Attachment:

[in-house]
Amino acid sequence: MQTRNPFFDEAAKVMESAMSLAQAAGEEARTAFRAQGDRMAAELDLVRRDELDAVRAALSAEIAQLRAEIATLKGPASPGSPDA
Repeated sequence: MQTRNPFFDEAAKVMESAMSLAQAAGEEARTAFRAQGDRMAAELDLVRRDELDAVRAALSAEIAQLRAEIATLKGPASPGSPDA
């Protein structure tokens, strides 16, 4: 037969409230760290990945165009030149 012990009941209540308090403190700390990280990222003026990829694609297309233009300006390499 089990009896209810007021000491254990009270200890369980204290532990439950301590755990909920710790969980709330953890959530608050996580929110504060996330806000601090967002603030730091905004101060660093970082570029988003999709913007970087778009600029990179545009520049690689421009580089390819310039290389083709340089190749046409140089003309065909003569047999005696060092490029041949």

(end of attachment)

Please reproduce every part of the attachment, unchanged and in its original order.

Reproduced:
[in-house]
Amino acid sequence: MQTRNPFFDEAAKVMESAMSLAQAAGEEARTAFRAQGDRMAAELDLVRRDELDAVRAALSAEIAQLRAEIATLKGPASPGSPDA
Repeated sequence: MQTRNPFFDEAAKVMESAMSLAQAAGEEARTAFRAQGDRMAAELDLVRRDELDAVRAALSAEIAQLRAEIATLKGPASPGSPDA
């Protein structure tokens, strides 16, 4: 037969409230760290990945165009030149 012990009941209540308090403190700390990280990222003026990829694609297309233009300006390499 089990009896209810007021000491254990009270200890369980204290532990439950301590755990909920710790969980709330953890959530608050996580929110504060996330806000601090967002603030730091905004101060660093970082570029988003999709913007970087778009600029990179545009520049690689421009580089390819310039290389083709340089190749046409140089003309065909003569047999005696060092490029041949």